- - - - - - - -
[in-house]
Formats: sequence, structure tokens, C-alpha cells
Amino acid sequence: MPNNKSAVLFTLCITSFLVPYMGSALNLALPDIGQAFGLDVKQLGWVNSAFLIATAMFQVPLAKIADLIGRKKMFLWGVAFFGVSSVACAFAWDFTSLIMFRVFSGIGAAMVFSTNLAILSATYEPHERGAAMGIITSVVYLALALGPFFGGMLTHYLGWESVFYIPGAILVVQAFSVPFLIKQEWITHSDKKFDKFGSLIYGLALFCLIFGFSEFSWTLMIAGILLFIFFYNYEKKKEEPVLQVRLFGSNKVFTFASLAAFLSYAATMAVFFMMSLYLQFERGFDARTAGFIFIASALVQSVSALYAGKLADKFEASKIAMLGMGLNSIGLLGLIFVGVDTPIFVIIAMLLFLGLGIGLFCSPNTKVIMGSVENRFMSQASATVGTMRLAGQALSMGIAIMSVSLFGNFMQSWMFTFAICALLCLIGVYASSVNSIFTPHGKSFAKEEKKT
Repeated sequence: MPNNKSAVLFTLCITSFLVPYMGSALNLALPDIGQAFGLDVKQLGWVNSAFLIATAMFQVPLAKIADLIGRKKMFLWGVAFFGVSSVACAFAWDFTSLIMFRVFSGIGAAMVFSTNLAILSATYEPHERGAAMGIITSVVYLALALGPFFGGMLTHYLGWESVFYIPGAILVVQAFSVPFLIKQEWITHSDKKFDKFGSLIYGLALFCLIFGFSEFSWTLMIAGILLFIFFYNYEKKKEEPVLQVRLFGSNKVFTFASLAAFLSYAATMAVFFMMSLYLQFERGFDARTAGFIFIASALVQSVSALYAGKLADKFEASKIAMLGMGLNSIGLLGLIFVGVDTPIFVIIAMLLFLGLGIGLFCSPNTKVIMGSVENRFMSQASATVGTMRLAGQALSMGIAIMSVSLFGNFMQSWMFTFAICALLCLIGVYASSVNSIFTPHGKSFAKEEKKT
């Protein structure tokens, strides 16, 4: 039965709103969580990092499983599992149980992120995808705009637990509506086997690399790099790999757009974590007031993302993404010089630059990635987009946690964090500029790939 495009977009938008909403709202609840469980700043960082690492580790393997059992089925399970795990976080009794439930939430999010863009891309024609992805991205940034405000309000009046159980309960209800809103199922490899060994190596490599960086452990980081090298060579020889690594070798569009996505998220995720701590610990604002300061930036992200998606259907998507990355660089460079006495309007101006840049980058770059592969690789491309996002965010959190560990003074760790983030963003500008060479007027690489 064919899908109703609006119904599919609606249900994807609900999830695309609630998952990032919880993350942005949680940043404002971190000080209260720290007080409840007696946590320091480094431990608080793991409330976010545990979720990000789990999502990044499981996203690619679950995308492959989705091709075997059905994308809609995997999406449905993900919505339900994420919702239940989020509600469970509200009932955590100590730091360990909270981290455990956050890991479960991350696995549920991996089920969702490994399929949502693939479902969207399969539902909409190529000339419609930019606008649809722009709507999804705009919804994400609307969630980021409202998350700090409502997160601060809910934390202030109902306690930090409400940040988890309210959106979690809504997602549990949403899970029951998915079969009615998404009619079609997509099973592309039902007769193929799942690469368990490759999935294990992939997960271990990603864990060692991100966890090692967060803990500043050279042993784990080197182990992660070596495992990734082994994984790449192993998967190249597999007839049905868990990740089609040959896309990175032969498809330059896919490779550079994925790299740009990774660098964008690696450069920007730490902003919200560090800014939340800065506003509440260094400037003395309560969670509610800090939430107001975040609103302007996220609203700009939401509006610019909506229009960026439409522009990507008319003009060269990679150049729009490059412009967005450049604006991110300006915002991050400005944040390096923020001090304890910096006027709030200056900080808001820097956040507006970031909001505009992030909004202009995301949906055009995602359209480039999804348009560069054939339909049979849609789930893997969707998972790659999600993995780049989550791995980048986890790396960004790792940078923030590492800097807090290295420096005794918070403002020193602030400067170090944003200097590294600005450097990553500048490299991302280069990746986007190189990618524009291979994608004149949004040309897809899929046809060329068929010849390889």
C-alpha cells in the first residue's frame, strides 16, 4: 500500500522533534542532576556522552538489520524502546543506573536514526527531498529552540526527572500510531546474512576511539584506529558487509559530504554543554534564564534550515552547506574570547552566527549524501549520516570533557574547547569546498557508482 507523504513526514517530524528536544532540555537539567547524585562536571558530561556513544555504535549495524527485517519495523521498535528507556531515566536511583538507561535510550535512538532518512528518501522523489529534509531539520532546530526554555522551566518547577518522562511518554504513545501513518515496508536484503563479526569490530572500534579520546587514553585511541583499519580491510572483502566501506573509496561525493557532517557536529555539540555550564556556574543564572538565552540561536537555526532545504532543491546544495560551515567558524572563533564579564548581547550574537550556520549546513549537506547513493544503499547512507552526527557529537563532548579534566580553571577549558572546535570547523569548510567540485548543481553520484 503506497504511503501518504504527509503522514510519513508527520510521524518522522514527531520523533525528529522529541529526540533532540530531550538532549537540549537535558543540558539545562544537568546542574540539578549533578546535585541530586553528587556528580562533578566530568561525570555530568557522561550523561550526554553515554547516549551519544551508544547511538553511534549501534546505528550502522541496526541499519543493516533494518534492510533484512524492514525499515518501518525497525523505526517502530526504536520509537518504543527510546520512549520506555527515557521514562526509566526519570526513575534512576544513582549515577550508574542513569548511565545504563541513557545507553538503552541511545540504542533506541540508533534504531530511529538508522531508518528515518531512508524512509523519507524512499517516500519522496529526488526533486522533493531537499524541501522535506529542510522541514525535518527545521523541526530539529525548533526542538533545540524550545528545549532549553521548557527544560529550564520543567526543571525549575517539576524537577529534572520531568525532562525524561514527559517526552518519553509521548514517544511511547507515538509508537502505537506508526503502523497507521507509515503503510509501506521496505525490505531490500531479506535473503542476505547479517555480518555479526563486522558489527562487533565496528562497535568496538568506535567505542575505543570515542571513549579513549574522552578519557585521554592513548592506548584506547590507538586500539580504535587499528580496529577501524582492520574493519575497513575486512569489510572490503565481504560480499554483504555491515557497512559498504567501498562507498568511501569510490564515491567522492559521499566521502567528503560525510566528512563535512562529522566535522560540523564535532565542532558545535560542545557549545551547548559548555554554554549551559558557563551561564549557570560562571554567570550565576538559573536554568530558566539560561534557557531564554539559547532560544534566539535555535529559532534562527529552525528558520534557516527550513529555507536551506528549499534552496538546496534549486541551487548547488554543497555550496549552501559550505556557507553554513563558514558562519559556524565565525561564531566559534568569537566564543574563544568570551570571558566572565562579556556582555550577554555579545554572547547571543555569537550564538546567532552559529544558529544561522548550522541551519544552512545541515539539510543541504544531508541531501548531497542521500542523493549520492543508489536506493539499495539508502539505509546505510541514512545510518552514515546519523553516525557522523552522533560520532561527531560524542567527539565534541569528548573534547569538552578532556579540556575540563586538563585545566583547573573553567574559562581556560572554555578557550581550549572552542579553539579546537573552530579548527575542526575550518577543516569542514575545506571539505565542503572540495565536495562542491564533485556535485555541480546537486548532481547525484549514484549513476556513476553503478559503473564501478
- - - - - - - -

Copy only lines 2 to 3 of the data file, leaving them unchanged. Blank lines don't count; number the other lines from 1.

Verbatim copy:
Formats: sequence, structure tokens, C-alpha cells
Amino acid sequence: MPNNKSAVLFTLCITSFLVPYMGSALNLALPDIGQAFGLDVKQLGWVNSAFLIATAMFQVPLAKIADLIGRKKMFLWGVAFFGVSSVACAFAWDFTSLIMFRVFSGIGAAMVFSTNLAILSATYEPHERGAAMGIITSVVYLALALGPFFGGMLTHYLGWESVFYIPGAILVVQAFSVPFLIKQEWITHSDKKFDKFGSLIYGLALFCLIFGFSEFSWTLMIAGILLFIFFYNYEKKKEEPVLQVRLFGSNKVFTFASLAAFLSYAATMAVFFMMSLYLQFERGFDARTAGFIFIASALVQSVSALYAGKLADKFEASKIAMLGMGLNSIGLLGLIFVGVDTPIFVIIAMLLFLGLGIGLFCSPNTKVIMGSVENRFMSQASATVGTMRLAGQALSMGIAIMSVSLFGNFMQSWMFTFAICALLCLIGVYASSVNSIFTPHGKSFAKEEKKT